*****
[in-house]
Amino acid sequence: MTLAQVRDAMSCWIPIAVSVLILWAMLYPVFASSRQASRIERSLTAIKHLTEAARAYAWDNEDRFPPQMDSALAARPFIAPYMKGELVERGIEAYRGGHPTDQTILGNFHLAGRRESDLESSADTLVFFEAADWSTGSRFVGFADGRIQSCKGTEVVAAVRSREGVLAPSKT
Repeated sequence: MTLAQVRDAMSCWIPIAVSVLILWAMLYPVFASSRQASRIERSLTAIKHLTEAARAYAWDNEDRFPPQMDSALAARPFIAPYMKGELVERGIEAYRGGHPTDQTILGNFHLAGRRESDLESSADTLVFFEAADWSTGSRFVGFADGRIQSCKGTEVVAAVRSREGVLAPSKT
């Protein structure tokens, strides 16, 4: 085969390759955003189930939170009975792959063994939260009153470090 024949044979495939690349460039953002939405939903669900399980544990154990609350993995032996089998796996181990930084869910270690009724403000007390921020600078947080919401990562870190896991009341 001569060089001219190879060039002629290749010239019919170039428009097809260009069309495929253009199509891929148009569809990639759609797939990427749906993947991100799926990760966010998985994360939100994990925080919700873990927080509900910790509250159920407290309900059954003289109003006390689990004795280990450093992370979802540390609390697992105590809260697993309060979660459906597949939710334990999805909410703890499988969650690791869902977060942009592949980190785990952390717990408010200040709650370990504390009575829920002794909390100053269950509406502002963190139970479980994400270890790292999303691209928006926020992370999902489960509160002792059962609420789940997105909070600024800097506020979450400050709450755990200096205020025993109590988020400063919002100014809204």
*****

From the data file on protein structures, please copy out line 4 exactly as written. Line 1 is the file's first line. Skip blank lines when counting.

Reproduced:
């Protein structure tokens, strides 16, 4: 085969390759955003189930939170009975792959063994939260009153470090 024949044979495939690349460039953002939405939903669900399980544990154990609350993995032996089998796996181990930084869910270690009724403000007390921020600078947080919401990562870190896991009341 001569060089001219190879060039002629290749010239019919170039428009097809260009069309495929253009199509891929148009569809990639759609797939990427749906993947991100799926990760966010998985994360939100994990925080919700873990927080509900910790509250159920407290309900059954003289109003006390689990004795280990450093992370979802540390609390697992105590809260697993309060979660459906597949939710334990999805909410703890499988969650690791869902977060942009592949980190785990952390717990408010200040709650370990504390009575829920002794909390100053269950509406502002963190139970479980994400270890790292999303691209928006926020992370999902489960509160002792059962609420789940997105909070600024800097506020979450400050709450755990200096205020025993109590988020400063919002100014809204």